Time and tide waits for no man, the new surf and turf

I am a product of that era of cooking in which surf-and-turf was the be-all and end-all, the epitome of gourmet cuisine, the go-to meal for all special occasions (except those at which Chateaubriand was served, of course).Surf and turf is one of those dishes that sadly doesn’t get much in the way of respect nowadays. One of the hallmarks of middlebrow “Continental cuisine” in vogue in the 1960s and 70s, a plate of pallid steak and tough defrosted lobster graced the menu at restaurants ranging from fine-dining establishments to local bistrots in an effort to appeal to those looking to give the impression of being classy (the word “ersatz” comes to mind a bit when referring to the dish). But that era is over and today the chefs who include this legendary dish on their menus do not want a poor imitation they are finally treating it with the respect it deserves.
They saying goes "time and tide wait for no man. We now live in an era when every classic dish seems ripe for innovation, and surf and turf is no exception. Today you’ll find surf and turf burgers on restaurant menus, as well as dishes including braised beef with shrimp paste being called  “surf and turf.”
Obviously, surf refers to seafood and turf to livestock fed on grass.Carne de Porco à Alentejana is a traditional Portuguese Pork and Clams dish which originates in part from the Portuguese region of Alentejo.The combination of pork and clams in this dish is unusual, but creates a rich flavour that makes it easy to see why this stew has become so popular across the country. Whoever thought to toss clams into a pot of stewed pork was a genius idea?! It sounds like an unlikely combination; and to some, it’s just plain weird, but consider it the Portuguese version of Surf and turf .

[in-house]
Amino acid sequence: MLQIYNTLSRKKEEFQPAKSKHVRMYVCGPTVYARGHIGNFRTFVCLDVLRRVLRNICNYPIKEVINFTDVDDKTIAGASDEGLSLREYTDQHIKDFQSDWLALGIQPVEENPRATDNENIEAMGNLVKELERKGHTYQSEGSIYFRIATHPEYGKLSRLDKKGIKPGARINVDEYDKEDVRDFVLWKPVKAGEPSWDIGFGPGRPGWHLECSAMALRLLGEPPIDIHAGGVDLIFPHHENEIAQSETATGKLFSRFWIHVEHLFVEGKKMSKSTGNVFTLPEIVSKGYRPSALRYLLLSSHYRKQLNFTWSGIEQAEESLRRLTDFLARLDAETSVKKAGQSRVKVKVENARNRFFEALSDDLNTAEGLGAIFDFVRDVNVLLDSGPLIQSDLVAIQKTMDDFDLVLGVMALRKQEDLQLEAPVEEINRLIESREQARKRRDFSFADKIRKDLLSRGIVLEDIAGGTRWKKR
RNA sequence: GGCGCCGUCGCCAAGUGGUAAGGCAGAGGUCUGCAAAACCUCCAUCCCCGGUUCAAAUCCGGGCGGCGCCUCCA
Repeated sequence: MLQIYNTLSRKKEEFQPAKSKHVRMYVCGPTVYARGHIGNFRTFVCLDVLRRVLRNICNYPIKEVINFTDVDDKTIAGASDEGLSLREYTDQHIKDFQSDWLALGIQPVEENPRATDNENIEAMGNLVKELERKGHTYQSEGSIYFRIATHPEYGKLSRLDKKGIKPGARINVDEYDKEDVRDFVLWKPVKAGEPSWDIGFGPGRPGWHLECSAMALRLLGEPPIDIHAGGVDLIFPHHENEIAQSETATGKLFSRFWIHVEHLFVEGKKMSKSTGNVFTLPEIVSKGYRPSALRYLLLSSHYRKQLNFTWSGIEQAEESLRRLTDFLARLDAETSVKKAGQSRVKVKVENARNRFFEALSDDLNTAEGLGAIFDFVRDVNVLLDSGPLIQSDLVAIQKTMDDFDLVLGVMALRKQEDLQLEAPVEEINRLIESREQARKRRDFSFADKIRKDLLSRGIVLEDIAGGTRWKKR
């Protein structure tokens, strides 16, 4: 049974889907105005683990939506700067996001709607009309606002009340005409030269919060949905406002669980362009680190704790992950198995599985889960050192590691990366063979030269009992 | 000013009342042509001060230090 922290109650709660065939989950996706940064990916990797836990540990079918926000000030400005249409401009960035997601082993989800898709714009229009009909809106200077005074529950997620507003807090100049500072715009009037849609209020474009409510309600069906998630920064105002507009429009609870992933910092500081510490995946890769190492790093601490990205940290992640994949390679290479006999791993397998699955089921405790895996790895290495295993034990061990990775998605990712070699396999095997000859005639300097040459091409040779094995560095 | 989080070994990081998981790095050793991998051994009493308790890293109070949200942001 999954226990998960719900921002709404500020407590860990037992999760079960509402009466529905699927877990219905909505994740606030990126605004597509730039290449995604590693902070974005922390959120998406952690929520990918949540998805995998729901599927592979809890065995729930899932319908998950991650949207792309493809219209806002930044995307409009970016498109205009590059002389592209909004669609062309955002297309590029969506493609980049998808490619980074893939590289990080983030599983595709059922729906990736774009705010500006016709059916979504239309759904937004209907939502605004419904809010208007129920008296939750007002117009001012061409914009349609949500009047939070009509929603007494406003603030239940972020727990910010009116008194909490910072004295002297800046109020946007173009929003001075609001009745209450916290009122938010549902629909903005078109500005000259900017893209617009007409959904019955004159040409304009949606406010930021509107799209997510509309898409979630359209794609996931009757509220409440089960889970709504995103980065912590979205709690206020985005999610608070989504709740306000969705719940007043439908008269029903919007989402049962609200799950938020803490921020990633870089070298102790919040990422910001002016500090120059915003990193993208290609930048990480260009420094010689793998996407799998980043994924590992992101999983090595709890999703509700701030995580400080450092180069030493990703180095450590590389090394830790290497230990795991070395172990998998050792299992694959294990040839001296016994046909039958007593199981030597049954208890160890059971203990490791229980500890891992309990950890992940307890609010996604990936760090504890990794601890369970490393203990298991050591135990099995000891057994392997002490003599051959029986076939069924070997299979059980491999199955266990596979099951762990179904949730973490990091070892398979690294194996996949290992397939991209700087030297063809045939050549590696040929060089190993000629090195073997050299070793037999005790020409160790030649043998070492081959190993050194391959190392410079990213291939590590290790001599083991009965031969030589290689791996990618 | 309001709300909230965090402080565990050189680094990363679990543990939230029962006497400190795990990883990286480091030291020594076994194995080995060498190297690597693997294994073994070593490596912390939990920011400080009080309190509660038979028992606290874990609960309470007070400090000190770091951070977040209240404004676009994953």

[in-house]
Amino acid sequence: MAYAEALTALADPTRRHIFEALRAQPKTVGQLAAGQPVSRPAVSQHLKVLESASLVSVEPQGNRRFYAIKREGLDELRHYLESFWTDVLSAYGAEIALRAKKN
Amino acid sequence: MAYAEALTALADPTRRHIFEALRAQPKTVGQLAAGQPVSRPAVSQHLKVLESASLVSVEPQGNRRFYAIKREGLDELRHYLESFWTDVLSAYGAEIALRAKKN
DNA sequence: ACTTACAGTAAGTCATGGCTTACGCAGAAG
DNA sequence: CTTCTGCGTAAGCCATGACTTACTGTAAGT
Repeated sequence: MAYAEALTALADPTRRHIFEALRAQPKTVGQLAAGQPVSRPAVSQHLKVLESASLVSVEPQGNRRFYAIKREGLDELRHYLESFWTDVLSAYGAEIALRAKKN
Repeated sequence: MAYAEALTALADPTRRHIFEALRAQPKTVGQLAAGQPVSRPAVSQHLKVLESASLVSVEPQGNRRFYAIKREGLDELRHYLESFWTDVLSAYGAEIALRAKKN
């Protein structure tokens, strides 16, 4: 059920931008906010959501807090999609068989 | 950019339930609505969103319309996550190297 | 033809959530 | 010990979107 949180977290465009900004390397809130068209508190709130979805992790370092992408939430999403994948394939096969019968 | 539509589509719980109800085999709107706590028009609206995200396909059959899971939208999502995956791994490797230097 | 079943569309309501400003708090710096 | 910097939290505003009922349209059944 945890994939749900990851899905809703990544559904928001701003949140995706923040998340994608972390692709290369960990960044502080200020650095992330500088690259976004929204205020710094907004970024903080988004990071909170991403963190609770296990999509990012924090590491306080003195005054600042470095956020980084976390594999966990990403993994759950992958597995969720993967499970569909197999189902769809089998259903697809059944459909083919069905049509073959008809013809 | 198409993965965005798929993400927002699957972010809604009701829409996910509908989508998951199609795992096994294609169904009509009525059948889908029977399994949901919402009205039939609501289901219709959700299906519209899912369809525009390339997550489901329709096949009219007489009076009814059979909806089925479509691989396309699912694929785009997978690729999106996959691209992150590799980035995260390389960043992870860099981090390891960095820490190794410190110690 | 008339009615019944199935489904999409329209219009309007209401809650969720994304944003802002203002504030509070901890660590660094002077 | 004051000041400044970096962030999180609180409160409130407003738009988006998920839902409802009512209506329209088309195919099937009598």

The real reason this is such a spectacular a pairing isn’t because of the “meat” of the dish; it’s what it produces at the end. A sauce that can only come from the harmony created when land and sea come together. I could happily give up the pork and clams as long as I get that residual sauce at the bottom and a loaf of Pão Alentejano to absorb it.
Contrary to what one would think, Carne de Porco à Alentejana did not originate in the Alentejo as its name would suggest. It was the cooks of the Algarve that originally came up with the idea to mix the two unlikely food friends. One suggestion as to why, was to add clams in order to mask a “fishy” tasting pork that came from the region, as the pigs down south would be fed fish scraps and it changed how the pork tasted.
The “Alentejana“ reference was to indicate where the pork was sourced; the Alentejo region north of the Algarve. Here the pigs’ diet mainly consisted of cork oak acorns thus creating gorgeous tasting meat. These pigs didn’t just have a better diet though. Alentejo is also home to the highly prized Porco Preto Ibérico, or black Iberian pig. If you don’t know much about this pig, maybe you’ve heard of the Spanish Jamon Iberico, a cured ham with similarities to Portuguese presunto.